Characteristics and Long-Term Outcome of Neurosarcoidosis: A Population-Based Study from 1976-2013

Patompong Ungprasert, Cynthia S. Crowson, Eric L. Matteson

Research output: Contribution to journalArticlepeer-review

6 Scopus citations


Background/Aims: Neurosarcoidosis is a rare condition with serious health consequences. However, little is known about clinical characteristics and outcome of neurosarcoidosis in the community setting. Methods: Patients with neurosarcoidosis were identified from a previously described cohort of patients with incident sarcoidosis from Olmsted County, Minnesota, United States from 1976 to 2013 using individual medical record review. Data on clinical characteristics, treatment, and outcome were collected. Results: Neurological involvement by sarcoidosis occurred in 11 patients (3% of all patients with sarcoidosis). Cranial neuropathy was the most common type of neurological disease (5 patients; 45%) followed by peripheral neuropathy (3 patients; 27%), and meningitis (3 patients; 27%). Cerebrospinal fluid (CSF) pleocytosis and elevated CSF protein levels were observed in patients with meningitis, intramedullary spinal cord sarcoidosis, intracranial mass lesion and some patients with cranial neuropathy but were normal in patients with peripheral neuropathy. All patients received high-dose glucocorticoids as initial treatment and almost all responded to this therapy. Relapse after glucocorticoid dose reduction necessitated subsequent treatment with steroid-sparing agents in 4 patients. Conclusion: Neurosarcoidosis is an uncommon manifestation of sarcoidosis. Neurosarcoidosis manifestations generally responded well to high-dose glucocorticoids in the majority of patients, but relapse was common.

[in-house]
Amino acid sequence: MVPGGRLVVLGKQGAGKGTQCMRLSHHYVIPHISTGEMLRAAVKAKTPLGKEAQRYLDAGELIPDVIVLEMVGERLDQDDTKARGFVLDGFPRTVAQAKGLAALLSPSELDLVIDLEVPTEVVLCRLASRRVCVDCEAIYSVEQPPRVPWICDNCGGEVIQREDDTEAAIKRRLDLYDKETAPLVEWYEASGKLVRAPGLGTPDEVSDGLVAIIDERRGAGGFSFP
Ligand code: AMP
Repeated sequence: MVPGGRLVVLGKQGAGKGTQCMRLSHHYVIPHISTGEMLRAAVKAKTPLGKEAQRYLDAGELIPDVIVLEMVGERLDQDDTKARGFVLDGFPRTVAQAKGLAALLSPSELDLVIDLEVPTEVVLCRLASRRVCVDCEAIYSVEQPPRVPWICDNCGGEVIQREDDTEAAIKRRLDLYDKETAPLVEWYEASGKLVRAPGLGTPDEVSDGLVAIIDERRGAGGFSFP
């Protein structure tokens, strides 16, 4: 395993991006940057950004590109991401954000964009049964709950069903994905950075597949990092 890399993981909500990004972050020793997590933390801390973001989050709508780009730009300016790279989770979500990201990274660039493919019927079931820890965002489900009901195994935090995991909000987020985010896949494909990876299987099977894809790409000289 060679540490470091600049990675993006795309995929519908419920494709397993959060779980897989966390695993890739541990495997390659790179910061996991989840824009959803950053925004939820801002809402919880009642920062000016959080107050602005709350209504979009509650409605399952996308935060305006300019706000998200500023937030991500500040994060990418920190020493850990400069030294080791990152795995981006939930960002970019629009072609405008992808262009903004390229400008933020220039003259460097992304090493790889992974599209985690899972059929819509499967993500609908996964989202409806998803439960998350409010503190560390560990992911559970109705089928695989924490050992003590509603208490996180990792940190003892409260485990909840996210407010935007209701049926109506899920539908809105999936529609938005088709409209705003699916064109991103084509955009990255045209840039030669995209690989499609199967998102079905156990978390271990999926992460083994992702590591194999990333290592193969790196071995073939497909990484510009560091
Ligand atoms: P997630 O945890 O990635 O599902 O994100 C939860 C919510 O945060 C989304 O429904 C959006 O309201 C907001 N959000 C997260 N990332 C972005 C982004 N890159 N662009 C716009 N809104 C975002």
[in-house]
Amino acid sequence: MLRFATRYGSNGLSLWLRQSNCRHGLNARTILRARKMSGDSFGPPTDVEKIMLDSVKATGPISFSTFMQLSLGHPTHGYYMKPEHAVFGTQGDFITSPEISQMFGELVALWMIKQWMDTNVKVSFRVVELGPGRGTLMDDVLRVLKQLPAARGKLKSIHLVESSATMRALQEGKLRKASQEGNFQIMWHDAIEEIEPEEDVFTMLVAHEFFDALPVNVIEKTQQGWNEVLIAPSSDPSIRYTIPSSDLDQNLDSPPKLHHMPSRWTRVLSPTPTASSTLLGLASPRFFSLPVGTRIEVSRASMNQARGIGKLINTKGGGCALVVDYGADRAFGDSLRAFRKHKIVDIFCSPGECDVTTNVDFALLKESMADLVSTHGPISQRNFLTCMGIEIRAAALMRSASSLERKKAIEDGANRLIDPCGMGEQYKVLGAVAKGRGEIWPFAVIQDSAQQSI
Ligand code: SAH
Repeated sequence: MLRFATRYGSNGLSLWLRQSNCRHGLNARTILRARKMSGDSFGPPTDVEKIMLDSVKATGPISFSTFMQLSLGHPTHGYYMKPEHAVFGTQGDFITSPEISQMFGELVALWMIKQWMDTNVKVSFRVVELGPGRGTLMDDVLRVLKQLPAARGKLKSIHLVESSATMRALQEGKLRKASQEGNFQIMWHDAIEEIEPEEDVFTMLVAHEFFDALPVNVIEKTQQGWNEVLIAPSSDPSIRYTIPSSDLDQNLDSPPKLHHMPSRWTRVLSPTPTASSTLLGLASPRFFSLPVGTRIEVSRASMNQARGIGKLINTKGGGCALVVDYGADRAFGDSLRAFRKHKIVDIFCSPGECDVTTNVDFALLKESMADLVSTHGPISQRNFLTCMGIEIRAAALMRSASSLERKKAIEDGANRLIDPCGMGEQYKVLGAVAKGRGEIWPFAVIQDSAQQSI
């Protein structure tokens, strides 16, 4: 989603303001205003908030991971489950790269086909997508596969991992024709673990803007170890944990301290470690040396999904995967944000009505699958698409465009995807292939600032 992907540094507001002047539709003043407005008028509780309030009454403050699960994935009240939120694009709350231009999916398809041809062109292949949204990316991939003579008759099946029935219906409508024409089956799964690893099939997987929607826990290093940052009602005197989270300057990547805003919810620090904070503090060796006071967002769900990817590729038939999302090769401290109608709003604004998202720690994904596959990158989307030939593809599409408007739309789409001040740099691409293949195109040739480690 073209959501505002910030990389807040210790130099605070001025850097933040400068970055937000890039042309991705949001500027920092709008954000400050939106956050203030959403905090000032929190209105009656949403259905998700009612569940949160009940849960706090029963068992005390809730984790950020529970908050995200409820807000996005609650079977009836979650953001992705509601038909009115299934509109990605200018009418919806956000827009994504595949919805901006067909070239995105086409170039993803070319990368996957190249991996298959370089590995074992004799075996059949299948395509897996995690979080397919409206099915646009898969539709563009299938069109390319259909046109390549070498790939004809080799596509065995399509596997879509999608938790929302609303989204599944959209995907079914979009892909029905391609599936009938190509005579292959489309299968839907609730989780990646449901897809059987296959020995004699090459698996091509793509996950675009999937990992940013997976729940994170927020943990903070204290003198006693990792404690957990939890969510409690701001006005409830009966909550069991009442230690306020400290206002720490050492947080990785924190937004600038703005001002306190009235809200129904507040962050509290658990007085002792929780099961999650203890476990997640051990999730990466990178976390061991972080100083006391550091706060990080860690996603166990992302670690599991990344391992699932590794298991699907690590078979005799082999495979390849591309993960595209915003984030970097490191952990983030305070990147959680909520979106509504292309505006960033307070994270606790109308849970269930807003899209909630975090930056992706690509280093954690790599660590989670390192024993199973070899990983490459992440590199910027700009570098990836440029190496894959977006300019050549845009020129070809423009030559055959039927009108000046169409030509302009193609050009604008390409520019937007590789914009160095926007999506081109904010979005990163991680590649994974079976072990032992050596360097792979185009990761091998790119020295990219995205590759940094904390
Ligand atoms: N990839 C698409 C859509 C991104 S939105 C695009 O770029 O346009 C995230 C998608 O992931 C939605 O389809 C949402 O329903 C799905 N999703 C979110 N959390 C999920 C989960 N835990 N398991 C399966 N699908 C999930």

Original languageEnglish (US)
Pages (from-to)87-94
Number of pages8
Issue number3-4
StatePublished - Aug 1 2017


  • Epidemiology
  • Neurosarcoidosis
  • Outcome
  • Sarcoidosis

ASJC Scopus subject areas

  • Epidemiology
  • Clinical Neurology


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